Submitted by: Dawie Bester
SA Home Loans was launched in South Africa in February 1999 and is like a short with a kick next to the big beer of the financial world; some of the top-rated banks have been operating since the 1800 s but SA Home Loans is new, young, funky and fresh; very fresh.
So why choose an SA Home Loans? In the company s own words: against formidable competitors, we have grown to become the country s fifth largest home loans provider. That s impressive by anyone s standards, if you ll excuse the subtle pun.
SA Home Loans is not a bank and not a mortgage originator. A mortgage originator sources home loans from various financial companies and get paid a commission. But SA Home Loans is a specialist mortgage provider. So, what s the difference? Well, you go to your GP for your annual check-up and then he sends you to a specialist SA Home Loans is the specialist. And it s proudly South African.
Now, let s take a longer look at some of SA Home Loan s wide range of competitive home loan offerings, add-ons, insurance and equity access products. These include:
– Variable Home Loan
– Interest Only
– Interest Only
– Quick Cash
– Further Loan
– Rapid Re-Advance
– Further Re-Advance
– Cap Rate
– Home Owner’s Cover
– Bond Protection Plan
Variable Home Loan
This loan has a variable rate and can be tailored to suit your personal needs. The huge benefit in selecting a Variable Home Loan is that you can switch to another home loan option instantly free of charge. Its flexibility makes this the mother of all home loans. Switch to SA Home Loans and you can get R75,000 in cash within 72 hours immediately after you ve signed the mortgage agreement.
Super-Lo Home Loan
This home loan option is based on a cash-back incentive programme. You will receive interest refunds into your home loan during the first five years which lower your mortgage balance so you ultimately pay less interest.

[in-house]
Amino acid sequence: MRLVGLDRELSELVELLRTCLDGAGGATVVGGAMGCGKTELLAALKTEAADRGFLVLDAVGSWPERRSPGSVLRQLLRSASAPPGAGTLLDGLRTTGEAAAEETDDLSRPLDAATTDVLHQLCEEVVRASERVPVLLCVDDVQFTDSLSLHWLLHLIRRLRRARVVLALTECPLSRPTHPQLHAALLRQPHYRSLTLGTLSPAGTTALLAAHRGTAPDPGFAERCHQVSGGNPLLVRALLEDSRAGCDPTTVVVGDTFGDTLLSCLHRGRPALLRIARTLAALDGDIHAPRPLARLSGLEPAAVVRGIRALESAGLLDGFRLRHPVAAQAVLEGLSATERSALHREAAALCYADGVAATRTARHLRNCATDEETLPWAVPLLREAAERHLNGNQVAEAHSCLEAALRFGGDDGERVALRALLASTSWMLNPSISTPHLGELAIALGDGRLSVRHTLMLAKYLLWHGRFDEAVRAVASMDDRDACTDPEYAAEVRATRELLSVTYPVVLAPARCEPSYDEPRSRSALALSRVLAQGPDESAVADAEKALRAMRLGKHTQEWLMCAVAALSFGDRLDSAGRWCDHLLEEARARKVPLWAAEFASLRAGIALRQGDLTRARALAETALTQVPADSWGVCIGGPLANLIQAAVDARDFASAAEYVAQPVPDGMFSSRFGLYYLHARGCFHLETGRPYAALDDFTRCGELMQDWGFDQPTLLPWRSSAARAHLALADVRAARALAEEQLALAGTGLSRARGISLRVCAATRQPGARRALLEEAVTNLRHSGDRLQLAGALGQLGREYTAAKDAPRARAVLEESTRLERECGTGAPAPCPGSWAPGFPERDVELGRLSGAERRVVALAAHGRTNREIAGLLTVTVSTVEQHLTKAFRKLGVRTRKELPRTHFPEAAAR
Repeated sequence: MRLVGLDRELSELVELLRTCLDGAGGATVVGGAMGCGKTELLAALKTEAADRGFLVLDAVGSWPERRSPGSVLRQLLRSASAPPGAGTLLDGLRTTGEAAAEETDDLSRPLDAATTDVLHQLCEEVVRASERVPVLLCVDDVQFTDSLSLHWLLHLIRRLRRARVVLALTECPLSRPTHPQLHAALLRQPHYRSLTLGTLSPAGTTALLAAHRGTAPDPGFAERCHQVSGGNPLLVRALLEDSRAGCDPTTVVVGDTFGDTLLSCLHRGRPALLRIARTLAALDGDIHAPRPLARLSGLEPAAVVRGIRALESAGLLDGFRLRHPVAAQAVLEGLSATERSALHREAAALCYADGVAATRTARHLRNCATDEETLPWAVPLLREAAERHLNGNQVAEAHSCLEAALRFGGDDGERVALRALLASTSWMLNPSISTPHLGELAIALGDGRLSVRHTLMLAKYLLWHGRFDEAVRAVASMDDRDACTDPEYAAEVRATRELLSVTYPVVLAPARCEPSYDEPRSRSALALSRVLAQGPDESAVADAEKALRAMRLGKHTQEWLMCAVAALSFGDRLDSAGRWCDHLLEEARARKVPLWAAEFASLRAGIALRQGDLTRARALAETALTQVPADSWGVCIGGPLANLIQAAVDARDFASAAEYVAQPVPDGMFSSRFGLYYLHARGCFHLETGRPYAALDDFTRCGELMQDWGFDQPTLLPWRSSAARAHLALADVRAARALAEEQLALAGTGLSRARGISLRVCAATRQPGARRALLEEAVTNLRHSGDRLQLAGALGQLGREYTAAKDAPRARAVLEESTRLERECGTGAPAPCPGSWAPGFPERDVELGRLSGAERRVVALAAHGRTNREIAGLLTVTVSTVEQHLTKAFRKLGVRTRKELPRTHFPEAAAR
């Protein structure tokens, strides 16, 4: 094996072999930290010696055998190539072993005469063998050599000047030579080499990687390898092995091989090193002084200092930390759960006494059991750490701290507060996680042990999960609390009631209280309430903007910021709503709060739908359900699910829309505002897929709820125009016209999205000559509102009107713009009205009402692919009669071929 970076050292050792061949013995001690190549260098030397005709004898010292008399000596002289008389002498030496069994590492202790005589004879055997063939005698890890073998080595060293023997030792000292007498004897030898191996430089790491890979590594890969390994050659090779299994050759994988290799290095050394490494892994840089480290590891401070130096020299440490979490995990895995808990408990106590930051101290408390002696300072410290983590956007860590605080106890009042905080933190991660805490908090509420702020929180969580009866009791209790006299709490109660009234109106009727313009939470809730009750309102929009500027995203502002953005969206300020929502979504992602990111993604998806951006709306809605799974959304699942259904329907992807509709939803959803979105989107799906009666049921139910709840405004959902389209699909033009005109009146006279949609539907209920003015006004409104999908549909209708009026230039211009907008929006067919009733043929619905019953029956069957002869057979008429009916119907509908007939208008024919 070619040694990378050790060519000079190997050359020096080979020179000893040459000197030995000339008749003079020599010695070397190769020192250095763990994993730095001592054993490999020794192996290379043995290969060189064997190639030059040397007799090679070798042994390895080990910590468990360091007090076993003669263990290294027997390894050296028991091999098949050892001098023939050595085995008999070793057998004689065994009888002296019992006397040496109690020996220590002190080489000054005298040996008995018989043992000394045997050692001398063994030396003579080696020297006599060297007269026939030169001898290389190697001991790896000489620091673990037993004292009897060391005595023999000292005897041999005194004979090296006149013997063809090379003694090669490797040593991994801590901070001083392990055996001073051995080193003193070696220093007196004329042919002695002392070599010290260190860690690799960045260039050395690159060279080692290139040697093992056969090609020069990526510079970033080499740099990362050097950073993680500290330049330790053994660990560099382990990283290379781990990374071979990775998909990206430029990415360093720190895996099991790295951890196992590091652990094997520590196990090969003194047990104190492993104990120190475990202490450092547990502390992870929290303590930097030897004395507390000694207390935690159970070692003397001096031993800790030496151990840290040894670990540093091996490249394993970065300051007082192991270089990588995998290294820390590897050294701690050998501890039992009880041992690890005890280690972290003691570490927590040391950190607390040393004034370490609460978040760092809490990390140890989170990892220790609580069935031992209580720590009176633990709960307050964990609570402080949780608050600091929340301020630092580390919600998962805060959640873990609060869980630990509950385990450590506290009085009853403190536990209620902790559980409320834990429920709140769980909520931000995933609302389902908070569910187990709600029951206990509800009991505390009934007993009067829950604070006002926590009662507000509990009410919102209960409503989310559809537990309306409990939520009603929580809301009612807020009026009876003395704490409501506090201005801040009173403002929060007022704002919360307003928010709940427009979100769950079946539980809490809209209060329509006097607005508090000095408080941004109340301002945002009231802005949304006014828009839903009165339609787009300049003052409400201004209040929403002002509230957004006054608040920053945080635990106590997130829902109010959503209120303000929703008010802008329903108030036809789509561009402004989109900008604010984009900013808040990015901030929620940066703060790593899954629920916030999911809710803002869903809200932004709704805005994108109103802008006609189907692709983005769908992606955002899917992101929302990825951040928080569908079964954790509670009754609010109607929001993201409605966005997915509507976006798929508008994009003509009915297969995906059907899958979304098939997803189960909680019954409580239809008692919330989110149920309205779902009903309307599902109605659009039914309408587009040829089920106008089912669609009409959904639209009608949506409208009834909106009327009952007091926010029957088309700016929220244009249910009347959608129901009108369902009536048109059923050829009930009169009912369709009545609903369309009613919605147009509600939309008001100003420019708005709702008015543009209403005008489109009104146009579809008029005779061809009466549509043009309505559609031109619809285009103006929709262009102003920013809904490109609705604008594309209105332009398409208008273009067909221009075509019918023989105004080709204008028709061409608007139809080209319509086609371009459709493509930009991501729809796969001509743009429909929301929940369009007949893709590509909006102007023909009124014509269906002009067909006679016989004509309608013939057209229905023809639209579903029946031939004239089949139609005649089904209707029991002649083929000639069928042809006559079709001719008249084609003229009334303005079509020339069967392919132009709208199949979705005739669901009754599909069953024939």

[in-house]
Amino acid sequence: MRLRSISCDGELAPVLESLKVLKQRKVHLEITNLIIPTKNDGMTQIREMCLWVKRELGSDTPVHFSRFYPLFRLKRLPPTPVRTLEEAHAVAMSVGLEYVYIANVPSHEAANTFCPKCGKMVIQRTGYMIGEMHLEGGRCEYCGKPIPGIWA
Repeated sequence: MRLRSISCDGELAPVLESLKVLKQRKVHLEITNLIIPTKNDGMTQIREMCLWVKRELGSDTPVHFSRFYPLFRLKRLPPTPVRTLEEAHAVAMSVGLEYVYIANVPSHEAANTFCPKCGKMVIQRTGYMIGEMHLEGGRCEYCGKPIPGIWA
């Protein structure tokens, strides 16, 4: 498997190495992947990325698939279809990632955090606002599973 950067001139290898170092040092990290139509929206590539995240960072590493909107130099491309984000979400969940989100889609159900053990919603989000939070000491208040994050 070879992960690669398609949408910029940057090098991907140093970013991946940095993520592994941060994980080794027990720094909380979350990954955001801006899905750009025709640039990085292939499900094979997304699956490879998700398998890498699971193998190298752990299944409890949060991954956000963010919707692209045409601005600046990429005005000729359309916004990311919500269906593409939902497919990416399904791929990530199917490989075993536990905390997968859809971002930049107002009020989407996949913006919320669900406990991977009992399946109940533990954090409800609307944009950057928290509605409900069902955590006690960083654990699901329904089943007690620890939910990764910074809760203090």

South Africa s unique Only Interest Home Loan
With this exclusive home loan option you get to pay ONLY the interest on your home loan. You can choose to include a capital pay-off, a portion thereof, or not. Once again, you can also switch loan options free of charge.
Varifix Home Loan
SA Home Loans lets you fix the interest rate on your home loan for up to 20 years. The benefit of the Varifix Home Loan is that you get to choose the portion of your home loan to fix; the rest remains variable. Best of all, you can revert at any time to a standard variable interest rate loan.
Allows you to access up to R75,000 in cash within 72 hours and spend the money on anything you like.
This is an option to borrow money against the increased value of your property. If the market is booming and your house becomes a property gold mine, you can borrow money against the increased value. The fact is that borrowing against your home loan is usually the cheapest credit you can get. Take advantage of it.
This option secures cash when you have paid more than your agreed installments.
Further Advance lets you borrow funds over and above your original loan as long as it s an amount less than the original registered loan amount.
Protect yourself against rising interest rates with insurance that allows you to cap your interest rate for two years so you are never faced with monthly repayments that are burgeoning out of control. With the Cap Rate option your home loan rate is guaranteed not to rise about your cap.
Home Owner’s Cover
Don t go anywhere without Home Owner s Cover to protect your property against unexpected disasters, like fires or floods.
Bond Protection Plan
Ever tossed and turned wondering what would happen if you were disabled or died? You, and more importantly your family, are protected against the possibility of repossession when you take out a mortgage protection plan.
SA Home Loans is South Africa s largest non-bank mortgage lender. The primary benefit in taking out an SA Home Loan is knowing it can accommodate you – first-time home buyer or weary over-extended family man.
About the Author: The author provides
for all South African individuals in seek of a mortgage. To read more on
SA Home Loans